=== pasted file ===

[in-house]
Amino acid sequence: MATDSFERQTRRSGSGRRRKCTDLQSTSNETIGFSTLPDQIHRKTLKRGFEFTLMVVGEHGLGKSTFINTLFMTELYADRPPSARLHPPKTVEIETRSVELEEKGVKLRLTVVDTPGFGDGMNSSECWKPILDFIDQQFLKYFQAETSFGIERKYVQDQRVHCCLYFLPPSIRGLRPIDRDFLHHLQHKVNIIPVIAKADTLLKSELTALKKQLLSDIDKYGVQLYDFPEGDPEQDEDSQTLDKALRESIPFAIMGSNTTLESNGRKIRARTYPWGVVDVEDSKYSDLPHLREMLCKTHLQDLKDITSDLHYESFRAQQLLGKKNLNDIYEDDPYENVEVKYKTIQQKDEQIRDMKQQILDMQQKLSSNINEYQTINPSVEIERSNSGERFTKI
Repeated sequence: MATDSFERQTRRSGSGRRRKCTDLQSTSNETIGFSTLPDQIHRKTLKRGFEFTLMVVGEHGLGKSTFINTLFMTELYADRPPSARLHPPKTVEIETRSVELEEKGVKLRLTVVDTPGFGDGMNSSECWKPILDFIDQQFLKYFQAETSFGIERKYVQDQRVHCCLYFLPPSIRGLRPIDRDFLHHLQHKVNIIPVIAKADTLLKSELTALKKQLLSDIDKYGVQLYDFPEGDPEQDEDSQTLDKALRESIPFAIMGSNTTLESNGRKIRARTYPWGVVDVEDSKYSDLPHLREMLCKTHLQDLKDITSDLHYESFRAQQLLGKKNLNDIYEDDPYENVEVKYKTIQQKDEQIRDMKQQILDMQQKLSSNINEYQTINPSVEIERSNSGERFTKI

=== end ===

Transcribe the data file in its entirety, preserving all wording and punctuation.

[in-house]
Amino acid sequence: MATDSFERQTRRSGSGRRRKCTDLQSTSNETIGFSTLPDQIHRKTLKRGFEFTLMVVGEHGLGKSTFINTLFMTELYADRPPSARLHPPKTVEIETRSVELEEKGVKLRLTVVDTPGFGDGMNSSECWKPILDFIDQQFLKYFQAETSFGIERKYVQDQRVHCCLYFLPPSIRGLRPIDRDFLHHLQHKVNIIPVIAKADTLLKSELTALKKQLLSDIDKYGVQLYDFPEGDPEQDEDSQTLDKALRESIPFAIMGSNTTLESNGRKIRARTYPWGVVDVEDSKYSDLPHLREMLCKTHLQDLKDITSDLHYESFRAQQLLGKKNLNDIYEDDPYENVEVKYKTIQQKDEQIRDMKQQILDMQQKLSSNINEYQTINPSVEIERSNSGERFTKI
Repeated sequence: MATDSFERQTRRSGSGRRRKCTDLQSTSNETIGFSTLPDQIHRKTLKRGFEFTLMVVGEHGLGKSTFINTLFMTELYADRPPSARLHPPKTVEIETRSVELEEKGVKLRLTVVDTPGFGDGMNSSECWKPILDFIDQQFLKYFQAETSFGIERKYVQDQRVHCCLYFLPPSIRGLRPIDRDFLHHLQHKVNIIPVIAKADTLLKSELTALKKQLLSDIDKYGVQLYDFPEGDPEQDEDSQTLDKALRESIPFAIMGSNTTLESNGRKIRARTYPWGVVDVEDSKYSDLPHLREMLCKTHLQDLKDITSDLHYESFRAQQLLGKKNLNDIYEDDPYENVEVKYKTIQQKDEQIRDMKQQILDMQQKLSSNINEYQTINPSVEIERSNSGERFTKI